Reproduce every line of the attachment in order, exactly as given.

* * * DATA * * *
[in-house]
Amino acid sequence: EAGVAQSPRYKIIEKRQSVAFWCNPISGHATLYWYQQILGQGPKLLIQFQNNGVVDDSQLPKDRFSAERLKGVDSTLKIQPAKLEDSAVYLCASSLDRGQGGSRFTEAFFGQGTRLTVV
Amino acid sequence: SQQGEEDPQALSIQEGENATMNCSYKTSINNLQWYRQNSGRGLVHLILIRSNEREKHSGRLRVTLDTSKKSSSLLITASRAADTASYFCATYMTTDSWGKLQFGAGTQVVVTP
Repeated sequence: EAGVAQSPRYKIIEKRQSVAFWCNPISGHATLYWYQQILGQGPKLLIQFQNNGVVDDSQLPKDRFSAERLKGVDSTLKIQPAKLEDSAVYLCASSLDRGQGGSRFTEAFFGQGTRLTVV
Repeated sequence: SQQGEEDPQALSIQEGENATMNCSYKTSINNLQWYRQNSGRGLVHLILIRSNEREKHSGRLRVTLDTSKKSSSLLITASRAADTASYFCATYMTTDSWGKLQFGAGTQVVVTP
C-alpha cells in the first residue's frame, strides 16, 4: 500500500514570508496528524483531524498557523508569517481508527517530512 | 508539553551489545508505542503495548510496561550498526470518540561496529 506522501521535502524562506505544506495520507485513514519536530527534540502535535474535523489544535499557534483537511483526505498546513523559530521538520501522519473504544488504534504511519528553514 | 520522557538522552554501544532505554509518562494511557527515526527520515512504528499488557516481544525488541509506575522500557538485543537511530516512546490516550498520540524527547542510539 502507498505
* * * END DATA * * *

[in-house]
Amino acid sequence: EAGVAQSPRYKIIEKRQSVAFWCNPISGHATLYWYQQILGQGPKLLIQFQNNGVVDDSQLPKDRFSAERLKGVDSTLKIQPAKLEDSAVYLCASSLDRGQGGSRFTEAFFGQGTRLTVV
Amino acid sequence: SQQGEEDPQALSIQEGENATMNCSYKTSINNLQWYRQNSGRGLVHLILIRSNEREKHSGRLRVTLDTSKKSSSLLITASRAADTASYFCATYMTTDSWGKLQFGAGTQVVVTP
Repeated sequence: EAGVAQSPRYKIIEKRQSVAFWCNPISGHATLYWYQQILGQGPKLLIQFQNNGVVDDSQLPKDRFSAERLKGVDSTLKIQPAKLEDSAVYLCASSLDRGQGGSRFTEAFFGQGTRLTVV
Repeated sequence: SQQGEEDPQALSIQEGENATMNCSYKTSINNLQWYRQNSGRGLVHLILIRSNEREKHSGRLRVTLDTSKKSSSLLITASRAADTASYFCATYMTTDSWGKLQFGAGTQVVVTP
C-alpha cells in the first residue's frame, strides 16, 4: 500500500514570508496528524483531524498557523508569517481508527517530512 | 508539553551489545508505542503495548510496561550498526470518540561496529 506522501521535502524562506505544506495520507485513514519536530527534540502535535474535523489544535499557534483537511483526505498546513523559530521538520501522519473504544488504534504511519528553514 | 520522557538522552554501544532505554509518562494511557527515526527520515512504528499488557516481544525488541509506575522500557538485543537511530516512546490516550498520540524527547542510539 502507498505